Tech Blog

Leveraging the Public Cloud: Creating a CORS Proxy

While building a Primo customization package, the need arose to call the Alma Resolver from JavaScript. As we’ve discussed before, most APIs and services don’t support CORS as a security best practice. To work around this limitation, we can configure a proxy which adds the required CORS headers. In this post, we’ll show an option to leverage the public cloud by using the AWS API Gateway to create a simply proxy with CORS headers.

Start by logging in to the AWS console (or create a new free account). From the Services menu, choose API Gateway. Click the “Create API” button and choose HTTP API (a simple, cost-effective API type).

In Step 1, specify a name and click “Next.”


Click “Next” through the remaining screens to keep the default configuration.¬†Finally, click the “Create” button to create the API.

Next we want to add a proxy route so that all requests are forwarded to our Alma instance. Click “Routes” in the left menu and then click “Create.” For the route, enter “$default”, which will catch any requests and click “Create.”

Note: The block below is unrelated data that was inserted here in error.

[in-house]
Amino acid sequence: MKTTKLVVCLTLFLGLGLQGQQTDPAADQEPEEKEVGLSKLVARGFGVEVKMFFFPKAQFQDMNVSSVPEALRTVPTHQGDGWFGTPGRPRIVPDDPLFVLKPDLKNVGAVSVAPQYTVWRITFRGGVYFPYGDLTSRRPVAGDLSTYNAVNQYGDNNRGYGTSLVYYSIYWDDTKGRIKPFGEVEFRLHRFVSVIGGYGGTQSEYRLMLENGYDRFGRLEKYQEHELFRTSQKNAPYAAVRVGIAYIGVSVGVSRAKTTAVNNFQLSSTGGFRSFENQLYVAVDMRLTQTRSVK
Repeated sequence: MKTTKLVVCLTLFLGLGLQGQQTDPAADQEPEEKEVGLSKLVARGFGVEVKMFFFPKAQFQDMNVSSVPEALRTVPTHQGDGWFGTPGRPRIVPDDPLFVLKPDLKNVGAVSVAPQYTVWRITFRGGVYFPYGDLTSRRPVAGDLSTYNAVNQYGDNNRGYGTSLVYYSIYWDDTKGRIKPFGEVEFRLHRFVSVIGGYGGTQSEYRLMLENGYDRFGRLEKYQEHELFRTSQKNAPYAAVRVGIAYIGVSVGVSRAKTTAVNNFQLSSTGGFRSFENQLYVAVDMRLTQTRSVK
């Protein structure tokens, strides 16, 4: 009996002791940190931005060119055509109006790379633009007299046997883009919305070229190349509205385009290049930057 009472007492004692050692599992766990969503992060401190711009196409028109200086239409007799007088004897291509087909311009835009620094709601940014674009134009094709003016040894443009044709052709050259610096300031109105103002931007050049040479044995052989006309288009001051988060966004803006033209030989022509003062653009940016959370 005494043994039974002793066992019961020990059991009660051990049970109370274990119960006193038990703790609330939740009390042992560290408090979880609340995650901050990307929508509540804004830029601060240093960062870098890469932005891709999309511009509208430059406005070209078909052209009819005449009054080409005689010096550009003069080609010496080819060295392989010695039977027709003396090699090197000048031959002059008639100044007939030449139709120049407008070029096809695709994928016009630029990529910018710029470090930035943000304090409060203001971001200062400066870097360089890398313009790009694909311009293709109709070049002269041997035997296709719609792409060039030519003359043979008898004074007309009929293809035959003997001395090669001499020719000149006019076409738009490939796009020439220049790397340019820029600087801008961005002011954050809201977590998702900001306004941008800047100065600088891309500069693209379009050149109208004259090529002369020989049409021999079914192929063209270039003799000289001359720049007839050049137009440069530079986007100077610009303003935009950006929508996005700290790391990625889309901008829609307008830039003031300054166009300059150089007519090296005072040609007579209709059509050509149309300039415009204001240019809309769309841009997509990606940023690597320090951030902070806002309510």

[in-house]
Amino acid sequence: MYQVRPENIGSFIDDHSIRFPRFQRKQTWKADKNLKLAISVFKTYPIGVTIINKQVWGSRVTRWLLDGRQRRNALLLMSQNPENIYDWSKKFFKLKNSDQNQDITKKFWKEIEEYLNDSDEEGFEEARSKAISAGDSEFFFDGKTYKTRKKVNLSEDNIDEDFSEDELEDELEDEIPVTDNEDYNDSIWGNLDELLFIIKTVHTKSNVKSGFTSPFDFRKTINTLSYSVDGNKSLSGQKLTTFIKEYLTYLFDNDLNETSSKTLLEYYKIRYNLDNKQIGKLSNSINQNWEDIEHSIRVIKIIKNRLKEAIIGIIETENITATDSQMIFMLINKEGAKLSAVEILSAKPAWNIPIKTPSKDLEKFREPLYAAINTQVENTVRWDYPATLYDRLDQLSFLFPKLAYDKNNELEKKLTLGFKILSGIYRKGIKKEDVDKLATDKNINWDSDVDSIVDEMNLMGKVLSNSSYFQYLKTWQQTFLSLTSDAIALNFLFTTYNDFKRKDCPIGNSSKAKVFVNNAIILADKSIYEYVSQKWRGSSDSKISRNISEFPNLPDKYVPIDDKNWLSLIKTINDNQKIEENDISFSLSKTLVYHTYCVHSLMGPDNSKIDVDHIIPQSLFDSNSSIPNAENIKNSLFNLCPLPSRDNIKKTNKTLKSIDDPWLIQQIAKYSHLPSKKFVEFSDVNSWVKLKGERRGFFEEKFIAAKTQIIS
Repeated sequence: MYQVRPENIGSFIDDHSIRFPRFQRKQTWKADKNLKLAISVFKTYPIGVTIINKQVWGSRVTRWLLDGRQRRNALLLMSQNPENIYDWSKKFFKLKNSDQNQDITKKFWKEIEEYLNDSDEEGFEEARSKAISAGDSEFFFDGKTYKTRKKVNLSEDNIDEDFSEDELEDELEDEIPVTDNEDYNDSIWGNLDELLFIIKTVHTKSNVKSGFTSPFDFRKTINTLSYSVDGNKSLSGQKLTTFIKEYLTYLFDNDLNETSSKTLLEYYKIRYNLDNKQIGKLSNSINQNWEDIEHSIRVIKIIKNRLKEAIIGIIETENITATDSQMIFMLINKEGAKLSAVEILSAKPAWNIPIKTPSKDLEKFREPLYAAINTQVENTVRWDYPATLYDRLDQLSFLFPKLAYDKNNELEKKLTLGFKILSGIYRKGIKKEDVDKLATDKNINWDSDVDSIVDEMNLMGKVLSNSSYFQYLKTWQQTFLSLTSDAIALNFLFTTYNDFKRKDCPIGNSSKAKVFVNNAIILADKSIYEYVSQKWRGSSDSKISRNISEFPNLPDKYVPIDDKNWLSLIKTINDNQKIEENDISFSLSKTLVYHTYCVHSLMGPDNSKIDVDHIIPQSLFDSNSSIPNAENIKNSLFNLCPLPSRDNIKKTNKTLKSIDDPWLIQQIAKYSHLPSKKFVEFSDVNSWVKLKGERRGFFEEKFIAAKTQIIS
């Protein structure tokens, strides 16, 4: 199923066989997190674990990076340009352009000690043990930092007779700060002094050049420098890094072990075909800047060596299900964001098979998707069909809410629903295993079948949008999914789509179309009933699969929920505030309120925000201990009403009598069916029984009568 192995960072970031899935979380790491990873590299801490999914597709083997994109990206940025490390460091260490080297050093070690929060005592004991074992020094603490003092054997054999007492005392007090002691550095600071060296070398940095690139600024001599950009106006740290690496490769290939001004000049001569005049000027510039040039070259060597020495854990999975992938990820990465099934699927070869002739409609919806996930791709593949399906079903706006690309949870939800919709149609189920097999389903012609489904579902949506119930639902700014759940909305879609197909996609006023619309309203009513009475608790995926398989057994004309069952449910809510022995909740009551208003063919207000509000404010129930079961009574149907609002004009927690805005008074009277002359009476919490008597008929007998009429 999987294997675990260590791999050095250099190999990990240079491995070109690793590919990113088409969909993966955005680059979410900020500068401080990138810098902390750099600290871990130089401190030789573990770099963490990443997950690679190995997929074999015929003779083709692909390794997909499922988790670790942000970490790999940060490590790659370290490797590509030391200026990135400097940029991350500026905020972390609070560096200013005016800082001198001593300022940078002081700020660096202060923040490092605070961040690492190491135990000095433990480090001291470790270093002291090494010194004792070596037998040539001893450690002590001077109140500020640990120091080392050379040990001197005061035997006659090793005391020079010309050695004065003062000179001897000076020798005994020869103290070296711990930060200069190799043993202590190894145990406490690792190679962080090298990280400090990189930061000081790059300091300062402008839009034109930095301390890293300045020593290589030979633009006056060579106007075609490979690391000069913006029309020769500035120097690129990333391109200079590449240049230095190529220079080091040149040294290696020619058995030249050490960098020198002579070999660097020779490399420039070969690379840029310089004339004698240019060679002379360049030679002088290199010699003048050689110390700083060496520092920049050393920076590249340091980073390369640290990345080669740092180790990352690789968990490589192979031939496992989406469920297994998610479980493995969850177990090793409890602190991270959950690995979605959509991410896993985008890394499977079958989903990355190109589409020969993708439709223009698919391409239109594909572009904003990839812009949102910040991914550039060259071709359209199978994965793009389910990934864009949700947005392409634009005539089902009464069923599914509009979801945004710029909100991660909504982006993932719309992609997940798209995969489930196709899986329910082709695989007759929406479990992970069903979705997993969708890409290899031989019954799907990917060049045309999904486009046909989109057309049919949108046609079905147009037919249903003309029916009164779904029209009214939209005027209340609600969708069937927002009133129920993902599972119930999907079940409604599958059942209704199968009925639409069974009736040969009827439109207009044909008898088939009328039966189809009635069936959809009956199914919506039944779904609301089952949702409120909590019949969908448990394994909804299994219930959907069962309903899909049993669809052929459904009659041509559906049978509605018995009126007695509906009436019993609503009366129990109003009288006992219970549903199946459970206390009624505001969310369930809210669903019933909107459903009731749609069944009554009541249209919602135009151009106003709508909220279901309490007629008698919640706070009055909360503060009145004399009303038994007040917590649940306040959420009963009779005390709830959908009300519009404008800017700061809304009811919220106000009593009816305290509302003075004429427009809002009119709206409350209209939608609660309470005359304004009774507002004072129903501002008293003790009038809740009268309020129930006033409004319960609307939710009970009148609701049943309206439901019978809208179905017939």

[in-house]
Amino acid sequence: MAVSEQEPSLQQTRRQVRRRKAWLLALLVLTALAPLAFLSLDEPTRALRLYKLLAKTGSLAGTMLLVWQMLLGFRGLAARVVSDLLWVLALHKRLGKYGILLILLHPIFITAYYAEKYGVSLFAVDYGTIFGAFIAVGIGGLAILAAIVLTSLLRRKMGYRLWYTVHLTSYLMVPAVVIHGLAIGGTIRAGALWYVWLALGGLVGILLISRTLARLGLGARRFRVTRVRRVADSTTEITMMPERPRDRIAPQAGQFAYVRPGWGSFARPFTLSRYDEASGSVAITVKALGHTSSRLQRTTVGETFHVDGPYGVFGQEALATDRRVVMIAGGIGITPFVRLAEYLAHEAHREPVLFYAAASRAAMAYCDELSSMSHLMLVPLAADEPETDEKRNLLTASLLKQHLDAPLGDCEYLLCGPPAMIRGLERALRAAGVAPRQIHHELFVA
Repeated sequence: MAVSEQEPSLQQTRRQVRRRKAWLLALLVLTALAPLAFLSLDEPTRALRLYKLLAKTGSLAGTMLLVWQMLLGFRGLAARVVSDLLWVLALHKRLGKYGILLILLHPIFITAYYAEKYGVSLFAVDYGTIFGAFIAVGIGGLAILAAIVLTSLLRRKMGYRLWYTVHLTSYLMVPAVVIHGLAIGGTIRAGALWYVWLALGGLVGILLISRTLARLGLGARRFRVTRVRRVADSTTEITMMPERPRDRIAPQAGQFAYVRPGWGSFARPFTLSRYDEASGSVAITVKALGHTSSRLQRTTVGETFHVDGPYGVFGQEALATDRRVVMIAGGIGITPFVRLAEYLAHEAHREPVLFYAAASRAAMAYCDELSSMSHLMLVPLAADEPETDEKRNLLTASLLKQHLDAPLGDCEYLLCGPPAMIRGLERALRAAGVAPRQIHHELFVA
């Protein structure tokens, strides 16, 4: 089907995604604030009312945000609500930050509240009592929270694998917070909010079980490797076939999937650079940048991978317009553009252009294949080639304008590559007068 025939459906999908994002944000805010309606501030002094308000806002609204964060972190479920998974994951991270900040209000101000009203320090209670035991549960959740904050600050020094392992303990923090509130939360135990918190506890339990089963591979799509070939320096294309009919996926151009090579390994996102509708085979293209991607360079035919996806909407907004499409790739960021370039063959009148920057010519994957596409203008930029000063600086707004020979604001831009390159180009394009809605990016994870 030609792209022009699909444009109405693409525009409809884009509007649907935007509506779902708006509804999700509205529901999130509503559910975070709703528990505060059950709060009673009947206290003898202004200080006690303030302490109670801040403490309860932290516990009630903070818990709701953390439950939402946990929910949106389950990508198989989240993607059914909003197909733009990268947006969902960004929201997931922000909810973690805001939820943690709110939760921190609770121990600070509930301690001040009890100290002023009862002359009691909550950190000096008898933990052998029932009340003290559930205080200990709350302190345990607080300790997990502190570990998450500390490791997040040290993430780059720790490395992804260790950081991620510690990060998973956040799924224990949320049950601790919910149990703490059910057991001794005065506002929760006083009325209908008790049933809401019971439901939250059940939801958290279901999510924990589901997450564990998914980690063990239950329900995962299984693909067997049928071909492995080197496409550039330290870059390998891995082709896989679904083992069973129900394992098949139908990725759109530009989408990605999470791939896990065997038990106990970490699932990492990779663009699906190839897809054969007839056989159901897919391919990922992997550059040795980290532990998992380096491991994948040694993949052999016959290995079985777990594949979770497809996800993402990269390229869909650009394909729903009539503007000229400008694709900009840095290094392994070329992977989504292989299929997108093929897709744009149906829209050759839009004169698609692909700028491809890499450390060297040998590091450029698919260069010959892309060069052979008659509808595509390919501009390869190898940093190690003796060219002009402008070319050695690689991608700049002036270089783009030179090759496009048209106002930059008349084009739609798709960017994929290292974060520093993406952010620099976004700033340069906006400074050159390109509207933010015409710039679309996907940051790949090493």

In the next screen, enter your Alma URL (since we want to proxy our requests to our Alma instance). Then click “Create” again:

Now we want to add CORS support. The API Gateway console has built-in support for CORS. Click the CORS link on the left menu, then click the “Configure” button. For our purposes, it’s enough that we add CORS for any origin, so enter * in the Access-Control-Allow-Origin box and click “Add.” Then click “Save”.

And that’s all there is to it. The screen shot above shows the proxy URL in the “Stages” section. Replace the Alma domain name with the proxy domain and the rest of the URL remains the same. Only now, when we call the Resolver, we get a response with a the CORS header in tact. (Note in this curl request, we include an Origin header, as that’s the indication to the server that the request was made via AJAX. The browser adds this header automatically when an AJAX request is made.)

$ curl -v -H 'Origin:' "


< HTTP/2 200 
< date: Tue, 28 Jul 2020 14:12:11 GMT
< content-type: text/html;charset=UTF-8
< content-length: 12872
< vary: Accept-Encoding
< access-control-allow-origin: *
< ...


Note from Alma Dev: As of Aug 2022 the uresolver API has built-in support for CORS. Nevertheless, this blog post still stands useful for other APIs that don’t support CORS.